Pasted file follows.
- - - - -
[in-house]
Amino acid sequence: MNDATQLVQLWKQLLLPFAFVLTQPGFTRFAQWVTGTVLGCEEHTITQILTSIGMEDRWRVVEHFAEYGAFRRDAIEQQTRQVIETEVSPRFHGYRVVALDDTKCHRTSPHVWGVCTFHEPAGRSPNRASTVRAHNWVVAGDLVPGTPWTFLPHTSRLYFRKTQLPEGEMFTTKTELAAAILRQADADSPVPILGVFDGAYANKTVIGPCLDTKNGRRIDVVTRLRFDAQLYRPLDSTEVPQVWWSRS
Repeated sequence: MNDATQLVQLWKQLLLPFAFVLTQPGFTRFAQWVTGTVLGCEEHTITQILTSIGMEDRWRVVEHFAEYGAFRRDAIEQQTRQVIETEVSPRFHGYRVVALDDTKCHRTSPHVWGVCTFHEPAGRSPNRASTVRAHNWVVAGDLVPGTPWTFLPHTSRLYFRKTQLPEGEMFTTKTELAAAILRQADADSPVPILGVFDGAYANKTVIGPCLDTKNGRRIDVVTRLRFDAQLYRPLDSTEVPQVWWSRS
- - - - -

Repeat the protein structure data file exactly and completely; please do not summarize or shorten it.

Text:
[in-house]
Amino acid sequence: MNDATQLVQLWKQLLLPFAFVLTQPGFTRFAQWVTGTVLGCEEHTITQILTSIGMEDRWRVVEHFAEYGAFRRDAIEQQTRQVIETEVSPRFHGYRVVALDDTKCHRTSPHVWGVCTFHEPAGRSPNRASTVRAHNWVVAGDLVPGTPWTFLPHTSRLYFRKTQLPEGEMFTTKTELAAAILRQADADSPVPILGVFDGAYANKTVIGPCLDTKNGRRIDVVTRLRFDAQLYRPLDSTEVPQVWWSRS
Repeated sequence: MNDATQLVQLWKQLLLPFAFVLTQPGFTRFAQWVTGTVLGCEEHTITQILTSIGMEDRWRVVEHFAEYGAFRRDAIEQQTRQVIETEVSPRFHGYRVVALDDTKCHRTSPHVWGVCTFHEPAGRSPNRASTVRAHNWVVAGDLVPGTPWTFLPHTSRLYFRKTQLPEGEMFTTKTELAAAILRQADADSPVPILGVFDGAYANKTVIGPCLDTKNGRRIDVVTRLRFDAQLYRPLDSTEVPQVWWSRS